At this point you can also go over the hilts of the legionaries Gladius, as well as the apron/skirt/sporran that protected the groin region.

Step 7 and 8
In step 7, you will paint the flesh of the legionary, including the facial features you covered over with gunmetal earlier. In step 8, the haft of the pilum and back of the shield. To achieve an even skin tone, apply a layer of Game Color Rosy flesh with a wet detail brush. One coat should be all thats necessary, barring touch ups.

For the haft of the pilum and other wooden or leather parts, use Beastly brown at a 3/1 mix of paint/water. The main reason for using Beastly brown is a variation on shade from the earlier Leather brown, thus providing differentiation between parts.

Step 9
The final step to these roman legionaries (barring touch ups) is to provide depth to the cloth and skin, To do this, place one drop each of Game color Wash flesh wash and sepia shade in two seperate pallete wells. Then, taking a clean wet brush and dipping it in the shade of choice (flesh wash for the skin, sepia for the cloth of the tunic) apply a liberal wash to the specified portions of the miniatures. After an hour, your models should be dry and ready to pop off their painting stands.

There you have it, 4 Roman Legionaires waiting to be inspected by the Emperor or one of his Legatus Legions! 

For more painting advice, images, and to find commission information, please see my blog at:

December 22, 2015

Justin Skrakowski takes a look at Panzer : The German Tanks Encyclopedia by Laurent Tirone

Oh, Friends! Let us rejoice! It is a wonderful time of year where we can gather with family, see old acquaintances, and give them—OH WHO CARES! I’m just SO stoked that there is finally (FINALLY!!!) a PERFECT Encyclopedia of German WWII Tanks! PANZER The German Tanks Encyclopedia is one book that covers every German tank from 35(t) to the Tiger II, and every Ausführung in between!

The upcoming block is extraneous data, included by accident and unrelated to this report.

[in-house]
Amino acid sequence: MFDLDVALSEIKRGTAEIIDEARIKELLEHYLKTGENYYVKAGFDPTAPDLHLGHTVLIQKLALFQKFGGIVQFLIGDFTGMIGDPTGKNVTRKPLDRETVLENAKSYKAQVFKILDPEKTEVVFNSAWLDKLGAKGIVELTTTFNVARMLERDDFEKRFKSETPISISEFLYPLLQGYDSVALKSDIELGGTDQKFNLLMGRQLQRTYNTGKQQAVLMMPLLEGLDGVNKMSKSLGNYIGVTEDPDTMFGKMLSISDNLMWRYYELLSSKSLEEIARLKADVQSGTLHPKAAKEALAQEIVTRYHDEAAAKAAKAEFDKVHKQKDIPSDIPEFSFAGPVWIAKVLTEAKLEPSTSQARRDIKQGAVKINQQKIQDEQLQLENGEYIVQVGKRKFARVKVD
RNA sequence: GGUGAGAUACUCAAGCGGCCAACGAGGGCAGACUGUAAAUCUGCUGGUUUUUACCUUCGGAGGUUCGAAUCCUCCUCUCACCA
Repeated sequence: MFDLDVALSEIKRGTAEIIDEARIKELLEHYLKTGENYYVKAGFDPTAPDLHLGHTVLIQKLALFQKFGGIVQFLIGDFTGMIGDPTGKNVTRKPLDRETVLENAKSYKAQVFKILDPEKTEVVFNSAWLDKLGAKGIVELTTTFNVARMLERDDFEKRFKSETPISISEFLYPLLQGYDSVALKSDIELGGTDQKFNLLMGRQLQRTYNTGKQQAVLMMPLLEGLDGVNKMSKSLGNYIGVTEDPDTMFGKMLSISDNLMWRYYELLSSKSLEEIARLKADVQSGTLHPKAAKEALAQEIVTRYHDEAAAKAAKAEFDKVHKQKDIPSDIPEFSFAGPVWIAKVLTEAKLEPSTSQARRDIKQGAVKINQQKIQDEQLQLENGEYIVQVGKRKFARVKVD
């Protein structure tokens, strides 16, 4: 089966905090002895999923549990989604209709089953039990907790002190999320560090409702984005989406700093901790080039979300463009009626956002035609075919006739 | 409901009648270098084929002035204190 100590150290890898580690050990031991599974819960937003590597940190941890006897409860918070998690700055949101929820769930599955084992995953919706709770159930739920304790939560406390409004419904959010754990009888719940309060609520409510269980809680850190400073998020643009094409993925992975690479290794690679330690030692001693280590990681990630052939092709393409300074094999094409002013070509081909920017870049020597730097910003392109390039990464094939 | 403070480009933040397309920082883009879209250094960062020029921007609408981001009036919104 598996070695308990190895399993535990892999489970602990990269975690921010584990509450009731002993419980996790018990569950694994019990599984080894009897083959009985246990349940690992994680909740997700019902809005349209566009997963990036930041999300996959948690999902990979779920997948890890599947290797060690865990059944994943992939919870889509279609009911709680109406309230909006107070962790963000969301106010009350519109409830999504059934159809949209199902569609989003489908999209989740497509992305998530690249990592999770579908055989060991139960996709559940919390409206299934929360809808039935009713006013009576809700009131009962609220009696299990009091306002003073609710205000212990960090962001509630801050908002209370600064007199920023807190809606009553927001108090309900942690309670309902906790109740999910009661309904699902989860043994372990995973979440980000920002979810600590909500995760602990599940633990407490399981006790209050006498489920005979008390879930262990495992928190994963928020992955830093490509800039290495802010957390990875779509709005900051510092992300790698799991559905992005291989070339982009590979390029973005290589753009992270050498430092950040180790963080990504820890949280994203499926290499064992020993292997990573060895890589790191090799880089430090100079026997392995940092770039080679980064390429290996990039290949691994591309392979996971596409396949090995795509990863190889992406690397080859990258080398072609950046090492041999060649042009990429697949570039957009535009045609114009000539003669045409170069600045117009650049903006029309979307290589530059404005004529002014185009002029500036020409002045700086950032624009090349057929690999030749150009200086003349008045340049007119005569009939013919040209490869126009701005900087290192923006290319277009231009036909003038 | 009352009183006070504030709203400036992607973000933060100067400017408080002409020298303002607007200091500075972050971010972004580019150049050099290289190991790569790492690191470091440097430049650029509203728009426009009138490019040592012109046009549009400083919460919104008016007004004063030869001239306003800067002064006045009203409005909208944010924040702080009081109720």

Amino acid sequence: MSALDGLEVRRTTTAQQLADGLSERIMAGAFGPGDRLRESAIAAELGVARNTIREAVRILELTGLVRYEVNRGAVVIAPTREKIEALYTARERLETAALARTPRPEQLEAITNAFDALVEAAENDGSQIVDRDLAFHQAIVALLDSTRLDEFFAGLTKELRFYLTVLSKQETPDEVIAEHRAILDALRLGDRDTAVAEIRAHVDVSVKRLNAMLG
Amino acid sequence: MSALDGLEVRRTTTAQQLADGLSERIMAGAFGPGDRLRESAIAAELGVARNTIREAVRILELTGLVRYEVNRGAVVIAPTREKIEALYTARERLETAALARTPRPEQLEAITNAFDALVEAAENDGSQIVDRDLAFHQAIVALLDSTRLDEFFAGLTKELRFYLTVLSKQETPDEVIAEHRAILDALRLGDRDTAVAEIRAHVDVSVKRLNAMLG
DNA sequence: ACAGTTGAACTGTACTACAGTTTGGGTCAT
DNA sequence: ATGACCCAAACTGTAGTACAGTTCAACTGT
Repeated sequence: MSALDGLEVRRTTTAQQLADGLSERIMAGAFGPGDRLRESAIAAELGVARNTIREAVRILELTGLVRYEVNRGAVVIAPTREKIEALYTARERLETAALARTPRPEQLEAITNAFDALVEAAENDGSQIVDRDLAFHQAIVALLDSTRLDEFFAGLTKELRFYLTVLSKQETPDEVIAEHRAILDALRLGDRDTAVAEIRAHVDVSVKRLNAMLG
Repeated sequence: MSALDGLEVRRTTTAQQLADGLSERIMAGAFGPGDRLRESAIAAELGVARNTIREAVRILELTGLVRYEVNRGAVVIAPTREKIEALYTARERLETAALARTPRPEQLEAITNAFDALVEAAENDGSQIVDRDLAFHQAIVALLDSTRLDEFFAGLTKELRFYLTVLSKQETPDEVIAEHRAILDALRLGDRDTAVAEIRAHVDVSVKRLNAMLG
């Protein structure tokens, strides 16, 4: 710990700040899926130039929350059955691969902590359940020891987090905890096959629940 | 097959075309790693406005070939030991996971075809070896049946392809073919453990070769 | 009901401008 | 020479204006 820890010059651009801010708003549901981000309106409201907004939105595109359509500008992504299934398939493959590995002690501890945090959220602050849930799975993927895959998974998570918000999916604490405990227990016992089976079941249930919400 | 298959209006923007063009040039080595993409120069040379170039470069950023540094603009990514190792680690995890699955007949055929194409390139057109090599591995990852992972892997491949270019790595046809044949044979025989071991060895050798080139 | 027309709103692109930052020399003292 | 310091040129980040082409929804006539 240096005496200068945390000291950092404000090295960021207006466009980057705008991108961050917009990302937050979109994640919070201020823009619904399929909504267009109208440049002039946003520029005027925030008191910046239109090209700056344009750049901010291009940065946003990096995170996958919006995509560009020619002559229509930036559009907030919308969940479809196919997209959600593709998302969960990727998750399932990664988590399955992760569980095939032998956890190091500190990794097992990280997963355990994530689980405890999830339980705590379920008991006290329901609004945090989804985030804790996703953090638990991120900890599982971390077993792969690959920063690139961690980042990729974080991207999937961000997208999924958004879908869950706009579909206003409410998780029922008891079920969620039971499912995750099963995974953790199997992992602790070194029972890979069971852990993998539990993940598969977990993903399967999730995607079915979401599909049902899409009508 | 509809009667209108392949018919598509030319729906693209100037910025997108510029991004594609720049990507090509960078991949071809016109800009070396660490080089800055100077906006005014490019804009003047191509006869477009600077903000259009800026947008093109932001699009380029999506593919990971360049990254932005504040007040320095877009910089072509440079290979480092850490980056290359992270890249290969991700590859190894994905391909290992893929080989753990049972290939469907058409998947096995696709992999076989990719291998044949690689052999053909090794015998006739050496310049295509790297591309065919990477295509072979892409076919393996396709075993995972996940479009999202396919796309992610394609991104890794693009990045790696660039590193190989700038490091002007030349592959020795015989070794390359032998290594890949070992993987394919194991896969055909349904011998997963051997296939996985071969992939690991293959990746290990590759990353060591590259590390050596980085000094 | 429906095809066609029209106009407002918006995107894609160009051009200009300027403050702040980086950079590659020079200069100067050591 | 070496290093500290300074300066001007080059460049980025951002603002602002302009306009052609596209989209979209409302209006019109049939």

This is my first book I’ve gotten from Caraktère Presse & Éditions and I am just—I am all abuzz ever since I got this thing in the mail! Serious. It is that great! All I’m missing now is that time machine (which is really taking forever to be invented, don’t you think?) so I can go back to the first month I started building models, so I can have this book at my side every second since then to use as the perfect reference, and as a catalogue to look ahead to see which model tank I want to build next…

Of course, there are plenty of books dealing with German tanks, and all sorts of books that focus on weapons of WWII, and, if you’re not somebody like me (a bibliotaph is the word, it means “book hoarder”) who thinks, “Why not just have all the books?!?” then this is probably your best bet if you are one of those guys who likes to keep their collections trim and just to the essentials, because that’s exactly what author Laurent Tirone has given us: An essential book.

That’s right, this book belongs on every WWII modeler’s bookshelf. It has all the information you ever wanted to know about every German tank you ever loved, and just the tanks! Not that I have anything (not one single thing!) against self-propelled guns, or tracked infantry carriers, but it’s great to see a book that is stripped down to just the tanks, and just the tanks that were in the War. And not that I have anything (not one single thing!) against paper Panzers either (unless you consider the Neubaufahrzeug a paper Panzer, but I’ll let you guys argue amongst yourselves about that one), but this book cuts it down to what machines did the fighting, and that is very, very cool to finally see.

And it seems so simple now that I have this book in front of me, but so many other books have so complicated the history of the Panzer by putting them in order of what tanks participated in what battles, instead of this superbly easy to follow history that just goes right down the line from the first Panzer to the last. AND having EVERY Ausführung (means “model” or “variant” in German) of every Panzer is quite a feat. So many of the so-called encyclopedias of German WWII vehicles omit SO MANY of the different Ausführungs that you feel that many of these books are far from encyclopedic in their scope.